Whew! We’re ready for our “50FEST.” We’ve spent the week getting ready for the festivities. As for me, I’m glad this event happens only once in a marriage. But, if you asked ol’ Nevah, she’d probably like to have one every five years — if for no other reason, it forces me to throw away some of the accumulation of worthless junk and clutter that seems to find permanency in our huge garage.
We’re eagerly anticipating the arrival our daughter, hubby and grandkids from Pigeon Forge, Tenn. It’s been months since we’ve seen them.
I heard a good story recently at our Old Boar’s Weekly Breakfast. My friend, C. Faren Wyde, sez when he wuz a teenager, his father and he drove into the next county to coyote hunt with one of his father’s friends.
They bounced all day through the rocky Flint Hills rangeland in his dad’s friend’s rattle-trap pickup seeking the furry critters. It wuz Faren’s lot to be seated in the middle of the front seat (pickups only had one seat in those long-gone days) and he recalls the old truck rattled so badly that he could scarcely hear the yelling conversation between the old friends.
Toward day’s end, they ended up on a gravel road full of chuck-holes and the pickup owner asked, “Do you hear that rattle in this pickup?”
To which Faren’s dad responded, “I don’t think your pickup’s got two pieces close enuf together for anything to rattle.”
Now that’s a good line.
I’ve got a friend, ol’ Buck Doff, who is a prominent horse breeder and horse judge who lives north of me on Highway 177 near Alta Vista, Kan.
I drive by his home every time I drive to Manhattan and every time I honk loudly as I drive by, even if I don’t see anyone around the house, barns or corrals.
Well, the last time I drove back from Manhattan, I spied ol’ Buck “hoofing it” across a hay field north of his home. And I mean that he wuz walking on his own two feet, not “hoofing it” on one of his Quarter Horses.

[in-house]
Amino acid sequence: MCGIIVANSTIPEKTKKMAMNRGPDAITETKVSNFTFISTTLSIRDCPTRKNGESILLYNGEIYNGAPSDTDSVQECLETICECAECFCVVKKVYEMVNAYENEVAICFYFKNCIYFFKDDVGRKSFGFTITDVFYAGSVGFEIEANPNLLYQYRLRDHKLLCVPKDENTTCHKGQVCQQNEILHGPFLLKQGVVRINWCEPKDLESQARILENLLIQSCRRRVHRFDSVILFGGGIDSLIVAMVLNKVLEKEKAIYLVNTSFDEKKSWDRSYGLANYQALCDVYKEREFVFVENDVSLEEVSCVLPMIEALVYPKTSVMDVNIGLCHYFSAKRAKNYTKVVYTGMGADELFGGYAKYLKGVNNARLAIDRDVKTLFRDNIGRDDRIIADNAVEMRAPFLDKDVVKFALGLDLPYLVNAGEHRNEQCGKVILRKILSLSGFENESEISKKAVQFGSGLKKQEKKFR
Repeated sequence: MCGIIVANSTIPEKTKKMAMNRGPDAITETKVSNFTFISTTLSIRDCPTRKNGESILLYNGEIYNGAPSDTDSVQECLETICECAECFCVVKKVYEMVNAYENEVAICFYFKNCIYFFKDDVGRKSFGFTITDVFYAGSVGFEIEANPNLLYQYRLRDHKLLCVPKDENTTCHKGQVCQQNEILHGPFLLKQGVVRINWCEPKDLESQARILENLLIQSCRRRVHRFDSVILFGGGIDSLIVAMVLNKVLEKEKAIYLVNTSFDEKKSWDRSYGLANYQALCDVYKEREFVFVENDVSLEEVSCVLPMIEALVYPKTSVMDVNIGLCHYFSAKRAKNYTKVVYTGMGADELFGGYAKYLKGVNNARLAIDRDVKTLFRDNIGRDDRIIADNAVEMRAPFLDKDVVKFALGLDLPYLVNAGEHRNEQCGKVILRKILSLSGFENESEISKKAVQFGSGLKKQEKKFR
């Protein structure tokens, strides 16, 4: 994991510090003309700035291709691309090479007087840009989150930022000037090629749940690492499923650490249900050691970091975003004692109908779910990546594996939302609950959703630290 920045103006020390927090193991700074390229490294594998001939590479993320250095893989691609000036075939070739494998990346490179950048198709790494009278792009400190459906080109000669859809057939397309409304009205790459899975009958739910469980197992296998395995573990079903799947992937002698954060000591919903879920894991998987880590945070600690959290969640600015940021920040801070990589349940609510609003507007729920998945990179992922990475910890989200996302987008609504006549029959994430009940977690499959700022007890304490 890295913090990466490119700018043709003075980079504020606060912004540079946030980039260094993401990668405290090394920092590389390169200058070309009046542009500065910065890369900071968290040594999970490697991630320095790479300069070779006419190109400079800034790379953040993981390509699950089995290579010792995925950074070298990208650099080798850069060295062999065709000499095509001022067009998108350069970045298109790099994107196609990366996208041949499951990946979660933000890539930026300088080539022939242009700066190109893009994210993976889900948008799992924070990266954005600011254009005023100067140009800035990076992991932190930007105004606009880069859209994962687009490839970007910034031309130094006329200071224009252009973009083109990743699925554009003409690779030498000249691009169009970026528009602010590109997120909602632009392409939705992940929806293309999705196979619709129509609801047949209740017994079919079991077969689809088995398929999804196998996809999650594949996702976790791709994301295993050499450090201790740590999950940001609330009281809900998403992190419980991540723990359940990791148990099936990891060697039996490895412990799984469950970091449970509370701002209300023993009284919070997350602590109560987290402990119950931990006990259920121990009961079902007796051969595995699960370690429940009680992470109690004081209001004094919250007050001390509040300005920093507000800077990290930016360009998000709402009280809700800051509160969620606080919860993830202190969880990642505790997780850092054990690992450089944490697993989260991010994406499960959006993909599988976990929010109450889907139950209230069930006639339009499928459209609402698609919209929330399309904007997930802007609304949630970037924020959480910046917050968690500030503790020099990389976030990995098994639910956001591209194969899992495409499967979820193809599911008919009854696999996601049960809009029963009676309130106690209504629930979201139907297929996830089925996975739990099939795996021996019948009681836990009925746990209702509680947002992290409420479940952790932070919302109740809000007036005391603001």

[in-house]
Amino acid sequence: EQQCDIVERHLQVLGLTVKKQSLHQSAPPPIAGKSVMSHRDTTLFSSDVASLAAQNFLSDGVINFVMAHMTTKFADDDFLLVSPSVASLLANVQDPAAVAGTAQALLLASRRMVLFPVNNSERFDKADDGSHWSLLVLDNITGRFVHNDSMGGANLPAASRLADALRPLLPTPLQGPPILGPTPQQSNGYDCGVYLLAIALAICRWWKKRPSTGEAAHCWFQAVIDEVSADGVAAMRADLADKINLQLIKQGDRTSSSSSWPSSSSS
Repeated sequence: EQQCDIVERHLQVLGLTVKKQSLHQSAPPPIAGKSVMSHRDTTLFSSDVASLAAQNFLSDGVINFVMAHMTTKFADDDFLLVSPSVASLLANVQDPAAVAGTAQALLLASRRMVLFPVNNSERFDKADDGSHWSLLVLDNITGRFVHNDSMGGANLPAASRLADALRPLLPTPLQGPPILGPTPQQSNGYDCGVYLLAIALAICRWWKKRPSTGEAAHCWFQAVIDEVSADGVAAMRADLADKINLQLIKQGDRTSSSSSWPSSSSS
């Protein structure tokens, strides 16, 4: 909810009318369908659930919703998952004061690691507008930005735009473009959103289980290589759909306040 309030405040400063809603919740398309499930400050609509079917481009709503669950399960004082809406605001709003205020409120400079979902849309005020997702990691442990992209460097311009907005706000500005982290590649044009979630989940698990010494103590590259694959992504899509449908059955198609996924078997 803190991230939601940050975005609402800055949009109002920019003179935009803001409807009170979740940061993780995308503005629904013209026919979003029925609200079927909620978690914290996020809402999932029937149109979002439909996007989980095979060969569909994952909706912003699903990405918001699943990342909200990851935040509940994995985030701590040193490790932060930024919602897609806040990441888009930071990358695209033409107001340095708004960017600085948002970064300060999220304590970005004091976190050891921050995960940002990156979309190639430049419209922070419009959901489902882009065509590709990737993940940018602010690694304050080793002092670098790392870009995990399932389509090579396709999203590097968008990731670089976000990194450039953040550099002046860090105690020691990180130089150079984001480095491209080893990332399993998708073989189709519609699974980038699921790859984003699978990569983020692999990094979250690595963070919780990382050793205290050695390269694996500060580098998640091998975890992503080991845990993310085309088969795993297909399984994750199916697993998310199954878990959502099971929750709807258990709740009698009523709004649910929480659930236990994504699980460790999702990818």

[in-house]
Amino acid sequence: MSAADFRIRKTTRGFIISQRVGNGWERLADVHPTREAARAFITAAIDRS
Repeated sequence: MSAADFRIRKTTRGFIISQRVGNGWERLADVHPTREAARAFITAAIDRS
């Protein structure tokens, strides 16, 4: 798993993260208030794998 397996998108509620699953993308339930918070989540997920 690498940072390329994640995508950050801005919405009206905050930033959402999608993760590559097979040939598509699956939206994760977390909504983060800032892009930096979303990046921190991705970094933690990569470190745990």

I laid on the car horn as I sped by and Buck waved back, although I doubt that he recognized who did the honking.
I chuckled about that all the way home becuz I never thought I’d see the day that Buck wuz afoot in the Flint Hills. It wuz quite an affront to a horseman.
The corn harvest has started in Chase County and from all accounts, the harvest will be average or above. What surprised me is that the moisture content of the corn wuz around 12.5-12.8 and could go right into the bin.
I guess I shouldn’t have been surprised because in the last two weeks the area has gone from nice green to fried. My ol’ dad, Czar E. Yield, used to say, “In eastern Kansas during the summer, you’re never more than two weeks away from a drought.” That’s a true statement.
I’m glad to get the harvest started becuz maybe it will start to attract hunt-able numbers of doves.
You’ll recall that last week I mentioned my “pet” spider, Ol’ Striker, who had set up web-keeping in a doorway of our garage, and that I had been feeding him/her all the grasshoppers and crickets it could eat.
Well, folks, I found out that there is a limit to a spider’s appetite. A few days ago, that spider wuz so fat from my largess that it refused to eat anymore and then it disappeared.
Guess that experience with Striker gives some evidence that anything will quit working if given enuf handouts.
Heard a good joke from my lay-minister friend, ol’ Saul M. Reeder. He said a
young minister moved into a community and, in an effort to create ecumenical unity, he and the ministers of all the denominations in the community started meeting once a week to “discuss things.”
Within a few weeks, the meetings were so successful that the young minister suggested that all the pastors bring the sermons they’d prepared for the next Sunday and a selected minister would blindly hand the sermons out for comparisons and critique.
That worked so well, that the meeting finally evolved into a challenge that the ministers would exchange sermons AND use that “guest” sermon as their own the next Sunday.
Well, the young minister gave his “guest” sermon and afterwards he explained the “sermon exchange.” A few minutes later in the receiving line near the exit, and elderly parishioner shook his hand and said, “I’m sorry about your bad luck.”
“Bad luck? What bad luck?” the young minister replied.
The parishioner replied, “That you were given the sorriest sermon of the bunch to use today.”
Well, next week I’ll probably have some stories from our “50FEST.” Comedian Bill Cosby has wise words about a long marriage. He said, “The heart of marriage is memories; and if the two of you happen to have the same ones and can savor your reruns, then you marriage is a gift from the Gods.” I think that’s true.